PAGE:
LOS ANGELES -- Three days after flying to the West Coast filled with the energy, excitement and anxiousness you'd expect from a youthful team with limited postseason experience, the Braves traveled back to Atlanta somewhat baffled by the manner in which Clayton Kershaw had pushed them to the brink of
LOS ANGELES -- Three days after flying to the West Coast filled with the energy, excitement and anxiousness you'd expect from a youthful team with limited postseason experience, the Braves traveled back to Atlanta somewhat baffled by the manner in which Clayton Kershaw had pushed them to the brink of elimination.
Freddie Freeman has dealt with Kershaw's mastery in the past, but he had never seen the three-time National League Cy Young Award winner as crafty as he was while guiding the Dodgers to a 3-0 win over the Braves in Game 2 of the NL Division Series on Friday night.
"That was a totally different Kershaw than I've ever seen," Freeman said. "Usually, he's at 94-96 mph with an 88 mph slider and a big curveball. I saw one curveball tonight and I saw 90-mph heaters. It was just kind of weird. We were putting the ball in play. We were just hitting weak ground balls and popups."
:: NLDS schedule and results ::
It's never comfortable being down 2-0 in a best-of-five series, especially when supremely talented rookie pitcher Walker Buehler stands as the competition on Sunday at SunTrust Park. But given the Braves now stand with the 1921 Giants as the only teams to be shut out through the first two games of a postseason season, it's understandable why they might be even more uneasy.
Ronald Acuna Jr. stands as the only Braves player to reach third base during this series. The 20-year-old phenom opened Friday's game with a double, but was left stranded at third. He singled again in the ninth, but after advancing twice on defensive indifference, he was left 90 feet from the plate when Dodgers closer Kenley Jansen struck out Freeman to end the game.
"I thought maybe we had a good plan," Braves manager Brian Snitker said. "Ronald came out and rifled that one in the first inning, and he was the only guy, I think, that got to second base after that even. So, I don't know. We just gotta go back home, regroup and win a game."
Acuna's double -- his first career postseason hit -- stands as the only extra-base hit Kershaw has allowed over 21 career postseason innings against the Braves. The only other hit the southpaw surrendered over eight scoreless innings in Game 2 was a weak infield single Ender Inciarte produced in the fifth.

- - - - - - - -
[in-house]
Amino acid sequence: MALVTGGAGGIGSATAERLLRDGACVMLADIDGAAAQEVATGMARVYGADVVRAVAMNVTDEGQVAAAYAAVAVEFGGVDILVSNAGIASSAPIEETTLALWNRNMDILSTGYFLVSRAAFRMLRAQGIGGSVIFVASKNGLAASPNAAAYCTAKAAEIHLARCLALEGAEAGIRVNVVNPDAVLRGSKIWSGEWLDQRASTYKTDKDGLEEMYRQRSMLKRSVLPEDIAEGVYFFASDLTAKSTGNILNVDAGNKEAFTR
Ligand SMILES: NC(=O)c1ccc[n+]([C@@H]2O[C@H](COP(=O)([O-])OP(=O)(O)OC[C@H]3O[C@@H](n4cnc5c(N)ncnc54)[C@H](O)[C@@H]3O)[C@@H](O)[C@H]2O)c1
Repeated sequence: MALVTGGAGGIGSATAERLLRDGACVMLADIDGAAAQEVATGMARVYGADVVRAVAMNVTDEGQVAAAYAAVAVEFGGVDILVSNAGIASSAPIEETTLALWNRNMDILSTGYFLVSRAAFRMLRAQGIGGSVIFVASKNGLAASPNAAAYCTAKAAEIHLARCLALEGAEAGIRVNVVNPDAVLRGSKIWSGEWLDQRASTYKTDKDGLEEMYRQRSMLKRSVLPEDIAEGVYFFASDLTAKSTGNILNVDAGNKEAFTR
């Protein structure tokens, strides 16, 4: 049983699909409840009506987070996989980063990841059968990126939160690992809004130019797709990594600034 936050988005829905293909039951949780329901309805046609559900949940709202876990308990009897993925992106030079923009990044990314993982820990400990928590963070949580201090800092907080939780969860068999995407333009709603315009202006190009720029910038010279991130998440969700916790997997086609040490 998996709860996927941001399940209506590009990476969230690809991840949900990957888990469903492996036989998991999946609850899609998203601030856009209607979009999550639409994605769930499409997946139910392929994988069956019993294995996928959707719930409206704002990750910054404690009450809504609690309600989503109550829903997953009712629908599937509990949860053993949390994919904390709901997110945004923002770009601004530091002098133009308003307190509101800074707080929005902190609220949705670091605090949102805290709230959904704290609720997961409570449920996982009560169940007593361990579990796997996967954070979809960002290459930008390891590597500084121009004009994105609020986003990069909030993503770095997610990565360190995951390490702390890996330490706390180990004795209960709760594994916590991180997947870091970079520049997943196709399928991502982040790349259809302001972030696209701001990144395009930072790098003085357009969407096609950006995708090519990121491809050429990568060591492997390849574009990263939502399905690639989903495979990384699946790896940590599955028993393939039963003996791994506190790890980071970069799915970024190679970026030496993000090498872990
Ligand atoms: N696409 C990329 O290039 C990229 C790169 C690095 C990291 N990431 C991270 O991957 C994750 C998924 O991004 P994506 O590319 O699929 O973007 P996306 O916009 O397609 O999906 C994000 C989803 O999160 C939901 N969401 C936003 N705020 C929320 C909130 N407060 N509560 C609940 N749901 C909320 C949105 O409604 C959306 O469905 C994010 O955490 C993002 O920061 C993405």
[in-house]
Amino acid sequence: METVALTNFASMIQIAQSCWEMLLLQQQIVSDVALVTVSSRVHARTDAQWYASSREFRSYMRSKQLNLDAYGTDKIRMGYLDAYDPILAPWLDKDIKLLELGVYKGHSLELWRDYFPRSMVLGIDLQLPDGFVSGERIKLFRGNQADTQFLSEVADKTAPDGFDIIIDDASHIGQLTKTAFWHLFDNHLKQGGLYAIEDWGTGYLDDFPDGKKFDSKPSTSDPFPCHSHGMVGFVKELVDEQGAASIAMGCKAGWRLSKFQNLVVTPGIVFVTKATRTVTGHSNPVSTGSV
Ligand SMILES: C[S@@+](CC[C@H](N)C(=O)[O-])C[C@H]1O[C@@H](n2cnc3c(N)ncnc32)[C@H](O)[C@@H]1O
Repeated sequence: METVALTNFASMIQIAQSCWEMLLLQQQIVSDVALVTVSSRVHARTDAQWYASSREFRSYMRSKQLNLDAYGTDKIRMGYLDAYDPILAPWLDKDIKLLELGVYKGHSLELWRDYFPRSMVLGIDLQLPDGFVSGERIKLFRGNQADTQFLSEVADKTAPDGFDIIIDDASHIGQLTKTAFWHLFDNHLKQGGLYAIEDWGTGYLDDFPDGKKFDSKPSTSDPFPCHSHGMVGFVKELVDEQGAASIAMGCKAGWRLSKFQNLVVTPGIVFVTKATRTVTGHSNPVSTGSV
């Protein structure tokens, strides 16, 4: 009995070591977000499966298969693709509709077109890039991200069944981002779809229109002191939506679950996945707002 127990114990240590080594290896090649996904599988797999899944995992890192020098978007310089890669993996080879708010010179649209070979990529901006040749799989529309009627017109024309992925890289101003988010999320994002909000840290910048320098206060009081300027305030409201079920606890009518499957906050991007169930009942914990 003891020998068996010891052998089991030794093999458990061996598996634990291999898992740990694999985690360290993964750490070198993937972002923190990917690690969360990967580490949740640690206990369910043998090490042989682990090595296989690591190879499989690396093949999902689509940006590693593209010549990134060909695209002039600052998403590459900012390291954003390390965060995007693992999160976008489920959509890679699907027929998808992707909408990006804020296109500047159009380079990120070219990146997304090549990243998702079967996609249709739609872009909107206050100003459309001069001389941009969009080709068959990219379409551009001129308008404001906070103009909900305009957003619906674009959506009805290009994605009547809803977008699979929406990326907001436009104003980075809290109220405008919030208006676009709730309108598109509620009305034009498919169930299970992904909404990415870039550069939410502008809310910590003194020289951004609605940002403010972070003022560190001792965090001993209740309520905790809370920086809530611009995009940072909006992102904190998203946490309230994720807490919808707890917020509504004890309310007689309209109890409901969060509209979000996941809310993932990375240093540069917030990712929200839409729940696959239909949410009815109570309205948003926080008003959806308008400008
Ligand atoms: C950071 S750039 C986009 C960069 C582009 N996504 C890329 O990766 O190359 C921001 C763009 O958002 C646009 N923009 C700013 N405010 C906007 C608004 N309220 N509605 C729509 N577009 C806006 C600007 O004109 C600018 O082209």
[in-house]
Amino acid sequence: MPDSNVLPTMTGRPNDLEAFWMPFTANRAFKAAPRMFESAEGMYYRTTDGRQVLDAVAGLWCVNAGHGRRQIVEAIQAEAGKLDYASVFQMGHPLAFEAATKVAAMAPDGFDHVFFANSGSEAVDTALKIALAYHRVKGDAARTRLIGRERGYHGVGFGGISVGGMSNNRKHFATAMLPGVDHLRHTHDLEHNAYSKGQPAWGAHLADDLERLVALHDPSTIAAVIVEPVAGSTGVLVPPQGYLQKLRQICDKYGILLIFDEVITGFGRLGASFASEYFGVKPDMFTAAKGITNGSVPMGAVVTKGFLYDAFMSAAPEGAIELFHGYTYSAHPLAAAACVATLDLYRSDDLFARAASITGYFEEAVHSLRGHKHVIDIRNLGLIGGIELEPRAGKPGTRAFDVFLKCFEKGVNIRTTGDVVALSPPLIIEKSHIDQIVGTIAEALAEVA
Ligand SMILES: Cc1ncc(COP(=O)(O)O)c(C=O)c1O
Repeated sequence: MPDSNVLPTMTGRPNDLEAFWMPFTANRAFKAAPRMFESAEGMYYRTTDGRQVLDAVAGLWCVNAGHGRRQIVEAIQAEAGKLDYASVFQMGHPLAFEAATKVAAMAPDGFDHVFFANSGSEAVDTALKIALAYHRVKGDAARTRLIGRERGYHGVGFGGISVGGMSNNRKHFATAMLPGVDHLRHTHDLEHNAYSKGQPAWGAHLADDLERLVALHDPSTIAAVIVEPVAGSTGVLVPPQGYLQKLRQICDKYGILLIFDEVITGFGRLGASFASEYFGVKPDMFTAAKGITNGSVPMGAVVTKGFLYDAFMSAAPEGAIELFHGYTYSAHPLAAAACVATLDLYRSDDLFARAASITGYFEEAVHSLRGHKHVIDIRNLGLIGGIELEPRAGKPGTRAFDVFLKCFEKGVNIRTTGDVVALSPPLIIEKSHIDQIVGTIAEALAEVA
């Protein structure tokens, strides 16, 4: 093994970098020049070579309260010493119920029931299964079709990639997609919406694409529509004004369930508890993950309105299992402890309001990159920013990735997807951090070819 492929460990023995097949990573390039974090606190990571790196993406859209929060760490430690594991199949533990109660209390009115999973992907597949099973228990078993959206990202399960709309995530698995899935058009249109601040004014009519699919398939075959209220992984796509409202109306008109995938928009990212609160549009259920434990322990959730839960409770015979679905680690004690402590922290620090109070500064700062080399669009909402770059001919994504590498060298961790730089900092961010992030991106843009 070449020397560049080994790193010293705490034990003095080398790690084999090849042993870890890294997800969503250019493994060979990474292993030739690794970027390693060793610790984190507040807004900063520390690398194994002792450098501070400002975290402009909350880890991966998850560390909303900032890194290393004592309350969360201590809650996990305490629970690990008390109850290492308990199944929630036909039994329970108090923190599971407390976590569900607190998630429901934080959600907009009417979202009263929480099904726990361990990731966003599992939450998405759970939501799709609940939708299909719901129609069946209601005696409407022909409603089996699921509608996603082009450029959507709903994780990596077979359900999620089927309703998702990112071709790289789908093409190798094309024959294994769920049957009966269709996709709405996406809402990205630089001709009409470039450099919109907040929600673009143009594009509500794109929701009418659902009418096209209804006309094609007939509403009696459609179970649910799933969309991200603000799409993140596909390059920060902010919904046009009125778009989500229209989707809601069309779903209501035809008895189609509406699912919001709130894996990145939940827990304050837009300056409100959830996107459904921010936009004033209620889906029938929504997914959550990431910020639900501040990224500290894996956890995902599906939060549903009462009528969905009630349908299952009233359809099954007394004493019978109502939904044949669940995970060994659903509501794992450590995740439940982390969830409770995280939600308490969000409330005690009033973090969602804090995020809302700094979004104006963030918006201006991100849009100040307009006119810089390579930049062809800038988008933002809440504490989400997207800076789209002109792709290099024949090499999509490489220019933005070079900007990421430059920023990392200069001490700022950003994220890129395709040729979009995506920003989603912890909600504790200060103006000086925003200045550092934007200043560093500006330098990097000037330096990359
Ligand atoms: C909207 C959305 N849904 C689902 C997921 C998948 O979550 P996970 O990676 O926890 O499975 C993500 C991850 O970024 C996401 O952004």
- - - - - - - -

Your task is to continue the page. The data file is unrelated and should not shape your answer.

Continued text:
"They're a very good hitting team," Kershaw said. "They've done a lot of damage early in counts, especially a lot of those guys who like to swing the bat. I feel like a lot of teams tend to swing early against me."
In other words, Kershaw planned to counter the game plan set by the Braves, who exited Friday's pregame meeting intent on hunting fastballs early in the count. This plan worked for Acuna, who hit the first pitch off the left-center-field wall. But the Dodgers lefty exited the third inning having thrown only 39 pitches -- and he got more efficient after that.
Six of Atlanta's first 10 plate appearances consisted of either one or two pitches. On the night, Kershaw needed 85 pitches over eight frames.
"Our game plan in our meeting today told us to come out swinging early," Freeman said. "The analytics from our meeting told us he throws a lot of heaters. Ronald jumped on that. Johan [Camargo] did that and then all the sudden those analytics went out the door because he started throwing sliders and all that and that's why he's Clayton Kershaw."
MOMENTS THAT MATTERED
Manny Machado entered the game having gone 7-for-15 with three homers in his career against Braves starter Anibal Sanchez. So when the Dodgers shortstop encountered a 3-0 count with two bases open and two outs in the first inning, the expectation was he would be walked.
Instead, Machado seemed to be expecting the low-and-away cutter that he drilled over the left-center-field wall to give the Dodgers a 2-0 lead.
"I just kind of thought, 'Well, he's not going to pitch to him,'" Snitker said. "I have the option of walking him. That's my fault right there. But I just assumed right there -- and the pitch he hit was, I mean, most guys don't get that ball. But I could have taken it out of his hands, too."
Sanchez also allowed Yasmani Grandal to crush an 0-2 fastball over the right-center-field wall in the fifth inning. But the crushing blow came when Machado showed why he's one of the game's best players.
"You try to execute a 3-0 pitch," Sanchez said. "You want to throw a pitch for a strike, especially with how good a hitter Machado is. I tried to execute the pitch, but he put a really good swing on it."
After Carmago's groundout moved Acuna to third in the first inning, Freeman grounded out sharply to second baseman Enrique Hernandez and Kershaw left Acuna stranded at third when he got Nick Markakis to look at a wicked 1-2 curveball on the outside corner. There was little reason for Markakis to expect the pitch. With two strikes against a left-hander during the regular season, Kershaw threw a curveball just 5.2 percent of the time, per Statcast™.
"We needed to score that run, "Freeman said. "I got in that hitter's count and hit it right at [Hernandez]. If I hit that four feet to the left, it's up the middle. If I hit it four feet to the right, it's through."
• Braves miss chance for 'release' as 1st fizzles
The Dodgers have thrown 18 pitches with a runner in scoring position through the first 18 innings of this series. Thirteen of those pitches followed Acuna's first-inning double.
Mark Bowman has covered the Braves for MLB.com since 2001.